This production, from the provincial Teatro Marrucini di Chieti features young but, on the whole, excellent singers. It's actually quite a good recording, although there is not the final polish that one expects from a major house. Further, no libretto is furnished, as is typical of Naxos opera recordings; a libretto (in Italian only) can be found on the Internet, though, at, if one is inclined to follow along. There is quite a good and detailed synopsis provided in the Naxos booklet.

When 'Turco in Italia' was premièred in 1814 the Milanese audience, who had warmly embraced the recent 'L'Italiana in Algeri,' thought it was a rehash of that opera, and they apparently felt they were being cheated. But in fact this is an entirely new opera, with no borrowings from any of Rossini's earlier outings, and further, it may well be his comic masterpiece. There was confusion, also, for many years about the opera because Rossini revised it repeatedly after its première and the whole thing got confused as to what was original and genuine and what wasn't. Indeed, in this performance the cavatina for Geronio's 'Vado in traccia d'una zingara' is actually by an unknown composer other than Rossini. Still, both in plotting and in characterization (not to speak of musically) this is one of Rossini's best efforts. The opera lay unperformed for many decades before Maria Callas resurrected it in 1950.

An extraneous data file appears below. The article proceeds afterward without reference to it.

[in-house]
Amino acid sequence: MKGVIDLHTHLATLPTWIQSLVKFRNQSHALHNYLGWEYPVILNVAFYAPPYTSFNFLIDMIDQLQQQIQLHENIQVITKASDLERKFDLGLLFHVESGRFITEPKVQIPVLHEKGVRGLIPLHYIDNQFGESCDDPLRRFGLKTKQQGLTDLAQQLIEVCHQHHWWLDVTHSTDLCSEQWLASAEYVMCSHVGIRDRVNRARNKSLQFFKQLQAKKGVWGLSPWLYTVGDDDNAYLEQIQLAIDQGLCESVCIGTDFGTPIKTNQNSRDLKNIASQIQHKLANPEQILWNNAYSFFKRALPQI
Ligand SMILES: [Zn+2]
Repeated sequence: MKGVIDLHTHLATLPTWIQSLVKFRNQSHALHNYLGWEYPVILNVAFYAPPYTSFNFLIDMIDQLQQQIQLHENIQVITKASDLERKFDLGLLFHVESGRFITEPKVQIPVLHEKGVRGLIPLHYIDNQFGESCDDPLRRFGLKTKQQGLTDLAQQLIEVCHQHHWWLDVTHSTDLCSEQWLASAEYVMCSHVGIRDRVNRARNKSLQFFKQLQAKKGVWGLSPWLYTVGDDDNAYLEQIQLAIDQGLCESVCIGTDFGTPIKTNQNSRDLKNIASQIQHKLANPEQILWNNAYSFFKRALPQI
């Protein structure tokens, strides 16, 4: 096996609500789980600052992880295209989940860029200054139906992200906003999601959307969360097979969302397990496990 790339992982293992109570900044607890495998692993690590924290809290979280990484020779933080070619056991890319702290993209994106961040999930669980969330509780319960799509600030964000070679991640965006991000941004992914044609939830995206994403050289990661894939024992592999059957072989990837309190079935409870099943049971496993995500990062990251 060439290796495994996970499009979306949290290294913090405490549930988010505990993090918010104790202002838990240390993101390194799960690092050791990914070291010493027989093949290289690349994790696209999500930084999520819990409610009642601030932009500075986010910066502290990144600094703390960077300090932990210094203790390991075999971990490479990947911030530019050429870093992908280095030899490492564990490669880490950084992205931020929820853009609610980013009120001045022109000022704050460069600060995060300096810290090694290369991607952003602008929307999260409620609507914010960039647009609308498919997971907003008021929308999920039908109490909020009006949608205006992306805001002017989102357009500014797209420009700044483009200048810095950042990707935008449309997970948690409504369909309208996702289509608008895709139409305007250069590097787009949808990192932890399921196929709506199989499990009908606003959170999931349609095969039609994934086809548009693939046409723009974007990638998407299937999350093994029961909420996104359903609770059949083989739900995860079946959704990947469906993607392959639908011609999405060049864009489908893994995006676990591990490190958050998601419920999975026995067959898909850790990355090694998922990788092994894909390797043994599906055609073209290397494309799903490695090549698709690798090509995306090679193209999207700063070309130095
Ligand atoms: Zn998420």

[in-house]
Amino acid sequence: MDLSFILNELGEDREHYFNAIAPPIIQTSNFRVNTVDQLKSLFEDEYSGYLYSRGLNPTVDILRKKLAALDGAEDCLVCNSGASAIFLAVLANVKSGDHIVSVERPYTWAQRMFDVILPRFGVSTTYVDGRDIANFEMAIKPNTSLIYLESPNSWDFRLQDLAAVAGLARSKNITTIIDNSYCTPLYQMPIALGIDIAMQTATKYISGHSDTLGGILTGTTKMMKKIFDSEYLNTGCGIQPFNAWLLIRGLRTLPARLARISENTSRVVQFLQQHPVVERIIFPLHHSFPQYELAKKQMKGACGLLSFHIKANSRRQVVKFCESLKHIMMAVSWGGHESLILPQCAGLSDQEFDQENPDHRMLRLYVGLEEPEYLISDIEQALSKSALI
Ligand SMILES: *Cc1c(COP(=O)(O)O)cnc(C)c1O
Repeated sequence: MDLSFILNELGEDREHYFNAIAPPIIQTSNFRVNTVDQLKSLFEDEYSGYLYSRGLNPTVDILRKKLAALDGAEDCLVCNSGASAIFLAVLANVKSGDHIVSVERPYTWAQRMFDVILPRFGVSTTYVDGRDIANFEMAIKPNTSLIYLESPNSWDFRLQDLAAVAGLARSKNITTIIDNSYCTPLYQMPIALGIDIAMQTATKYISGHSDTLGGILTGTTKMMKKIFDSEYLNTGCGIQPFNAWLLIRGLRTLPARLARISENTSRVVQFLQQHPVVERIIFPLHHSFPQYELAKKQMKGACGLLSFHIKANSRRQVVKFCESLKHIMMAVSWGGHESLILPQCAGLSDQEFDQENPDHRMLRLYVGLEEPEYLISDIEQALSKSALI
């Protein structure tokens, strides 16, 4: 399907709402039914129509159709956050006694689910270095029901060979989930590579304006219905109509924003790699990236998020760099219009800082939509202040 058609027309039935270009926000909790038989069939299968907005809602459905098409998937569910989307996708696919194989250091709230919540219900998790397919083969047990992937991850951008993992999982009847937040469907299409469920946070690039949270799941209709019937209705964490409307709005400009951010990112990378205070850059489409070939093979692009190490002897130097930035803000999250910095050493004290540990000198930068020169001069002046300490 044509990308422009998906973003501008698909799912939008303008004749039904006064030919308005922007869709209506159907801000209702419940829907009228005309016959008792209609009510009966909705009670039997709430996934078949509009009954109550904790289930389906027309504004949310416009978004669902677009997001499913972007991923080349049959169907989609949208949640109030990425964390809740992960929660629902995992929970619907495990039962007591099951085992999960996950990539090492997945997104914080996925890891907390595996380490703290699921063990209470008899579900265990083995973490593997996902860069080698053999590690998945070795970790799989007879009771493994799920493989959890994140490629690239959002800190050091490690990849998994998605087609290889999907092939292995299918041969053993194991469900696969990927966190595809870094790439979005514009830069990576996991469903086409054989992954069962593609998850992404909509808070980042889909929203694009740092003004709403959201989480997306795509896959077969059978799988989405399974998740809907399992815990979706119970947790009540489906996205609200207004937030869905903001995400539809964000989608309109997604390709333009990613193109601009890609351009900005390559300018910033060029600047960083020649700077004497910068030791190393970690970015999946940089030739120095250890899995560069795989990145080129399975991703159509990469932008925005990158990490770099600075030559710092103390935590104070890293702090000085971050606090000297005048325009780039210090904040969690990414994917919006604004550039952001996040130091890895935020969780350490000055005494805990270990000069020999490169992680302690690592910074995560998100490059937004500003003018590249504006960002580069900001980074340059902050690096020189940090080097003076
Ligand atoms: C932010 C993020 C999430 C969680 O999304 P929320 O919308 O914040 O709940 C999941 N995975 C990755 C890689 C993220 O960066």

So, my advice would be that if you want a budget version of this opera, i.e., don't want to spend the money for the other CDs or the new DVD, and don't necessarily need an English translation of the libretto, this one would do nicely.

Scott Morrison"